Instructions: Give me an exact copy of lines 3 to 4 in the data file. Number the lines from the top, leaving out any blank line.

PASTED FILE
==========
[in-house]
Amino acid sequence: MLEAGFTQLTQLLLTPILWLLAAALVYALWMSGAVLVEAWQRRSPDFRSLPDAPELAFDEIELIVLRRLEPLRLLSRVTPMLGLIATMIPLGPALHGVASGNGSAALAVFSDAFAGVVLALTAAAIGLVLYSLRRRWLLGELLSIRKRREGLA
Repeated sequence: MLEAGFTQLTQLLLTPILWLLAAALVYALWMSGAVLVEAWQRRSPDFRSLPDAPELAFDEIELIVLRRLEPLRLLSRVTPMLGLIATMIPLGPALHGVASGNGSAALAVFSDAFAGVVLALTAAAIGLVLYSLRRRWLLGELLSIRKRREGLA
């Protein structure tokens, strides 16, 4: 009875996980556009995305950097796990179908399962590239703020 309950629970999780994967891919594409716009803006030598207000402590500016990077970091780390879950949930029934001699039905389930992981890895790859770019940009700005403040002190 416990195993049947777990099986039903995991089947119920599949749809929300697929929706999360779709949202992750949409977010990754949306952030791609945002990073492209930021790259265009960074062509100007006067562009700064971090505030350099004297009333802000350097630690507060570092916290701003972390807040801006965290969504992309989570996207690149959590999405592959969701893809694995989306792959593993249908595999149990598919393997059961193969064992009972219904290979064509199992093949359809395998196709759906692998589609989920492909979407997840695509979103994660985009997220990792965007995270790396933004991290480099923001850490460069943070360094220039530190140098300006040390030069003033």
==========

Repeated sequence: MLEAGFTQLTQLLLTPILWLLAAALVYALWMSGAVLVEAWQRRSPDFRSLPDAPELAFDEIELIVLRRLEPLRLLSRVTPMLGLIATMIPLGPALHGVASGNGSAALAVFSDAFAGVVLALTAAAIGLVLYSLRRRWLLGELLSIRKRREGLA
């Protein structure tokens, strides 16, 4: 009875996980556009995305950097796990179908399962590239703020 309950629970999780994967891919594409716009803006030598207000402590500016990077970091780390879950949930029934001699039905389930992981890895790859770019940009700005403040002190 416990195993049947777990099986039903995991089947119920599949749809929300697929929706999360779709949202992750949409977010990754949306952030791609945002990073492209930021790259265009960074062509100007006067562009700064971090505030350099004297009333802000350097630690507060570092916290701003972390807040801006965290969504992309989570996207690149959590999405592959969701893809694995989306792959593993249908595999149990598919393997059961193969064992009972219904290979064509199992093949359809395998196709759906692998589609989920492909979407997840695509979103994660985009997220990792965007995270790396933004991290480099923001850490460069943070360094220039530190140098300006040390030069003033």